In the year since the Supreme Court overturned Roe v. Wade, some of the results of the decision have been unsurprising — more than a dozen Republican-led states have moved to ban most abortions, and dozens of abortion clinics have closed. Yet there have also been unexpected legal and political changes that have left Americans on both sides of the issue scrambling to adapt. Here are five major changes detailed in The New York Times’s coverage of the first anniversary of the decision in Dobbs v. Jackson Women’s Health Organization, which ended the constitutional right to abortion after nearly 50 years.
Some Republicans are struggling on the issue.
The Dobbs decision has reshaped the national political landscape in two seemingly contradictory ways. It has made abortion rights a significant electoral strength for Democrats and, often, a clear liability for Republicans. And yet, Republican-dominated states have moved swiftly to limit or ban access to abortion.
Those dueling forces have left some Republican lawmakers, strategists and activists struggling to find a consensus on abortion policy, and grappling with how to energize the party’s base on the issue without alienating swing voters.
Abortion policy has become particularly fraught for Republicans in competitive districts, as well as for some presidential candidates, whose uneasy attempts to strike a balance on the issue have highlighted the tensions rippling through the party in the post-Roe era.
New polling shows more support for abortion rights.
Polling over the last year has detected a notable shift in public opinion after decades of relative stasis: For the first time, a majority of Americans say abortion is “morally acceptable.” A majority of them now believe abortion laws are too strict. And for the first time in two decades, Americans are significantly more likely to identify as “pro-choice” than “pro-life.”
The increase in support for abortion rights could affect the 2024 presidential election. More voters than ever say they will vote only for a candidate who shares their views on abortion. But Republicans and those who identify as “pro-life” are less motivated by the issue than Democrats and those who identify as “pro-choice,” who are far more concerned about abortion rights.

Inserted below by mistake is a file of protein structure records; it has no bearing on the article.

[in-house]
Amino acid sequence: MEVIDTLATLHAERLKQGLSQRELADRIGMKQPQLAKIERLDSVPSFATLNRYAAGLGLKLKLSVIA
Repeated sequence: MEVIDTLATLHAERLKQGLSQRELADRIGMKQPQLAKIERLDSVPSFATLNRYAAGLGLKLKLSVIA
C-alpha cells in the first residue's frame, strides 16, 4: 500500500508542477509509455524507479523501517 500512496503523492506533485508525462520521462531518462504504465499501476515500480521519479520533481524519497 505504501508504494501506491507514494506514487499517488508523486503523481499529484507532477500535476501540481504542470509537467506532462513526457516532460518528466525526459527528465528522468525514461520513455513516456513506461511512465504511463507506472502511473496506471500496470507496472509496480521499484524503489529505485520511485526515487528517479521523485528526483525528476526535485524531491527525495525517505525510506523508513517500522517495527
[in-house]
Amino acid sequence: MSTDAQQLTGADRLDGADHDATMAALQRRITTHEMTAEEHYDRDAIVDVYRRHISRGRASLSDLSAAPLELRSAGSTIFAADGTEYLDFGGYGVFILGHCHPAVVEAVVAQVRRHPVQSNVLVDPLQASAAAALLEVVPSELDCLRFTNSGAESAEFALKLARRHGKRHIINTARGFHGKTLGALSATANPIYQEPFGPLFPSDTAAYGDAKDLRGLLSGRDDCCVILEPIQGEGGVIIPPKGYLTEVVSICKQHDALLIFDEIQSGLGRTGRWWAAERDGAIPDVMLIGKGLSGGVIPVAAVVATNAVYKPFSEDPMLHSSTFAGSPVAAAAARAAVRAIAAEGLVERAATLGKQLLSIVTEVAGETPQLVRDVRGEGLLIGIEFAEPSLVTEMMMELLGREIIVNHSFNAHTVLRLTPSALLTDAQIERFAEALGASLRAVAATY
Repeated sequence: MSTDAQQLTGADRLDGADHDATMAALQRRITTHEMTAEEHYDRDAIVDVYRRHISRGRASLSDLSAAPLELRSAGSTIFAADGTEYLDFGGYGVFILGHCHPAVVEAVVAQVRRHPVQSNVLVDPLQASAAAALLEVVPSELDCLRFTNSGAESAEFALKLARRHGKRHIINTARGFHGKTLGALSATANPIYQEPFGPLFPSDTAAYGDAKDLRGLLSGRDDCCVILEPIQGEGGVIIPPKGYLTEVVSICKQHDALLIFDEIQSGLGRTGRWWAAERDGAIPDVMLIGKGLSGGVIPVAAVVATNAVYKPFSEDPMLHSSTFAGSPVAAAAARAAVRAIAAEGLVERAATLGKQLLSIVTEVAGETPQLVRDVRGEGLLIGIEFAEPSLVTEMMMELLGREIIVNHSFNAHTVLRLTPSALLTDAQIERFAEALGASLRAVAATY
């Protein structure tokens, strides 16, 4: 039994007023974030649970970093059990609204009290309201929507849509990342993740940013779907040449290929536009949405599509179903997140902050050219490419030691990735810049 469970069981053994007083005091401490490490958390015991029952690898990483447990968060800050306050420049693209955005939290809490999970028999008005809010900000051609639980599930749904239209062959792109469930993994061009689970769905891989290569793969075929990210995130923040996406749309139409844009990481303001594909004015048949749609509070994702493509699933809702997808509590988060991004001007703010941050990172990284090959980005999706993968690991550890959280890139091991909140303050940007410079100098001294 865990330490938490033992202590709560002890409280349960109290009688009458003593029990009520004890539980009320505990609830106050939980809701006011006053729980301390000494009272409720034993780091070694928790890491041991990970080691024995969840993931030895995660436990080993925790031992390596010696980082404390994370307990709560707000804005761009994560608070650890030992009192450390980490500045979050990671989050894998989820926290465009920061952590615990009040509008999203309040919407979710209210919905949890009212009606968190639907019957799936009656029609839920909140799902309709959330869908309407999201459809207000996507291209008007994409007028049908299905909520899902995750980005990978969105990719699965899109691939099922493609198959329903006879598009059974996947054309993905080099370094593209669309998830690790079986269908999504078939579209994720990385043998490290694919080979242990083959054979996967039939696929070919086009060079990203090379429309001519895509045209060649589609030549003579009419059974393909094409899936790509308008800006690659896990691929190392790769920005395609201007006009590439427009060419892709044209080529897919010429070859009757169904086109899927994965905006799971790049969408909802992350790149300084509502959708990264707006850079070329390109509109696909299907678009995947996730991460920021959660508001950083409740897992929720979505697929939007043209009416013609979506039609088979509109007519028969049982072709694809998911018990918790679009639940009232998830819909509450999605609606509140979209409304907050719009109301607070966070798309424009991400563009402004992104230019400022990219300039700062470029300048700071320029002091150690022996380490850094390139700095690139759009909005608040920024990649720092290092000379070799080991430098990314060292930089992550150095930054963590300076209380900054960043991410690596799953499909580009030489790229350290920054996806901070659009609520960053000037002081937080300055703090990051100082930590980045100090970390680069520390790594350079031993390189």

“This is a paradigm shift,” said Lydia Saad, the director for U.S. social research for Gallup, the polling firm. “There’s still a lot of ambivalence, there aren’t a lot of all-or-nothing people. But there is much more support for abortion rights than there was, and that seems to be here to stay.”
Clinics are closing, and not only in states with abortion bans.
In the year since Roe v. Wade was overturned, at least 61 clinics, Planned Parenthood facilities and doctors’ offices have stopped offering abortions. While most were in states that banned abortion outright, others closed because of the uncertain legality of abortion in their states. The closures forced many women to travel to states, such as Illinois and North Carolina, where abortion is legal. Clinics in those states have experienced an increase in demand.
About half of the providers that stopped providing abortions have shifted to offer other services, such as birth control and prenatal care. And at least a dozen providers opened new clinics in states that do not ban abortion.
Across the country, the number of average monthly abortions fell by about 3 percent in the nine months after the Supreme Court ruling.
Religious freedom arguments are fueling the fight against abortion bans.
For years, conservative Christians have cited the principle of religious freedom to secure legal victories in battles over issues like contraceptive insurance mandates and coronavirus pandemic restrictions. Now, abortion rights supporters are invoking the same principle to fight state abortion bans.
Since Roe v. Wade was overturned, clergy members and followers of various religions, including Christian and Jewish denominations, have filed at least 15 lawsuits in at least eight states, saying abortion bans infringe on their faiths. Many argue that their religious beliefs permit abortion in at least some circumstances, and that bans violate religious freedom and the separation of church and state.
The lawsuits, which are still in the early stages, show “religious liberty doesn’t operate in one direction,” said Elizabeth Sepper, a law professor at the University of Texas at Austin.
Guam might show what post-Roe America could look like.
The tiny island of Guam, an American territory 1,600 miles south of Japan, has become the purest laboratory of what life might look like if abortion were banned entirely in the United States.
Though abortion is legal up to 13 weeks in Guam, the last abortion doctor left the island in 2018. The closest state in America with an abortion clinic is Hawaii, an eight-hour flight away. A pending court case could cut off access to abortion pills, the last legal method by which most women on Guam are able to end their pregnancies. And there is a push on the island to revive a near-total ban on abortions that was passed in 1990 and has been blocked by courts for three decades.
“Guam is a litmus test,” said Attorney General Douglas Moylan, a Republican who opposes abortion and appealed to the federal courts to lift the injunction on the 1990 ban. “If anti-abortion forces were to succeed anywhere in the United States, I would say Guam would be one of them.”